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Sony to make its own 4K Ultra HD Blu-ray players soon

by on11 February 2016

Will launch before the company's next fiscal year

As the physical 4K Ultra HD Blu-ray player market stands, there are currently only three competitors vying for the dollars of hungry consumers wishing to invest into the latest Ultra High Definition disc format - Samsung, Philips and Panasonic. According to recent news, Sony wants to make itself the fourth major brand name and wants to do this no later than March of 2017.

According to Sunil Nayyar, director of Sony’s U.S. television branch, the company will launch its own 4K Ultra HD Blu-ray player by the end of their next fiscal year, which is in March 2017. For now, however, it is waiting for competitors Samsung, Philips and Panasonic to raise the stakes in a market where $400 is the lowest price around for a standalone player capable of reading new 4K Ultra HD Blu-ray discs.

Meanwhile, 2016 will be a year for Sony to focus on launching its 4K HDR streaming service, also known as “Ultra.” Unfortunately, the service will only work if your TV is a Sony Bravia 4K UHDTV, and it should have roughly 40 to 50 movies at launch. They include Fury (2014), Elysium (2013), Men in Black 3 (2012), Chappie (2015), The Walk (2015), S.A.L.T. (2010), Crouching Tiger, Hidden Dragon (2000) and Pineapple Express (2008).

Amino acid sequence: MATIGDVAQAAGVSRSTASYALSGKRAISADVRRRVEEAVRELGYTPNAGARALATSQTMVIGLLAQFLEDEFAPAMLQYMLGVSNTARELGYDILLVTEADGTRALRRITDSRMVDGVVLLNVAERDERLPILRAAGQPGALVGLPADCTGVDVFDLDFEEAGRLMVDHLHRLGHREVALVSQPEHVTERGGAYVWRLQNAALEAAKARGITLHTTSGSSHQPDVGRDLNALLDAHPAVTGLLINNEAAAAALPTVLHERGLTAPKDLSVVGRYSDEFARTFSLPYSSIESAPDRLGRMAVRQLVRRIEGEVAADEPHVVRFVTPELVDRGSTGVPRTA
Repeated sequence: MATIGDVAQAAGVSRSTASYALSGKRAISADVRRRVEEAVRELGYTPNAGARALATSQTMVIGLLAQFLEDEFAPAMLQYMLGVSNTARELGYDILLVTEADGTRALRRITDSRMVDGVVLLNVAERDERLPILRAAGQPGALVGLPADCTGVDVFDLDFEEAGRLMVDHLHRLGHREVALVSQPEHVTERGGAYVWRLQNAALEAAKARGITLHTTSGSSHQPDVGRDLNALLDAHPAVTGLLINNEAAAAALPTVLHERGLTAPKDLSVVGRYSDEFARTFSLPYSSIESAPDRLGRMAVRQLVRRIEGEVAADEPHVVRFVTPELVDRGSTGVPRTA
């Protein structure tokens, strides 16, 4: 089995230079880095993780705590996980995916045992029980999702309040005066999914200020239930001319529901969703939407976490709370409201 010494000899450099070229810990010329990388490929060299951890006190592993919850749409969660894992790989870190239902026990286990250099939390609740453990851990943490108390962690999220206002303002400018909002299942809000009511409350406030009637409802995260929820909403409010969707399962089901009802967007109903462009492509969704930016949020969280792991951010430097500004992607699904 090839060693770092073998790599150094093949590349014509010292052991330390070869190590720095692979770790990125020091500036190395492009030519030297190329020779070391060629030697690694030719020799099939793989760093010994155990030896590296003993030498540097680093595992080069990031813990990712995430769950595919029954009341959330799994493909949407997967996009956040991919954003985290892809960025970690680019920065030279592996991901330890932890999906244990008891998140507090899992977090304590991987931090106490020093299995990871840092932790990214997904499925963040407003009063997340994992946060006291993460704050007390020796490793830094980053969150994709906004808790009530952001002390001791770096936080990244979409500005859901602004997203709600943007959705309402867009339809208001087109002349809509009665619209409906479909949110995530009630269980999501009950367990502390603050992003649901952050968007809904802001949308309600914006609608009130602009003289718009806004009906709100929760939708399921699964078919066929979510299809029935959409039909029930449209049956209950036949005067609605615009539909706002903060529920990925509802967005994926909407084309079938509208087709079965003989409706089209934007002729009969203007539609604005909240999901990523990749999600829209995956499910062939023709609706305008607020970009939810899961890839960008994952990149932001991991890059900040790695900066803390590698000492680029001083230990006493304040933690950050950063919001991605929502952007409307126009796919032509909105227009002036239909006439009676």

Sony Pictures has already announced plans for 4K Ultra HD Blu-ray discs over the next few months and has been offering “Mastered in 4K” discs since early 2013. This service allows movie studios to archive their films in 4K for historical preservation (and some in 8K). The result is that these archived master copies can now be used as sources for 4K theatrical releases as well as re-releases of older films on the new 4K Ultra HD Blu-ray format.

During CES, Sony President and CEO Kazuo Hirai was non-committal on 4K Ultra HD Blu-ray plans, telling TWICE magazine that Sony would only launch a player “if the physical format takes off despite the popularity of streaming services.” The confirmation by Sony’s U.S. television branch director Sunil Nayyar, however, suggests that Sony’s intent to offer a physical player reflects a new strategy in the company’s 4K plans.

Last modified on 11 February 2016
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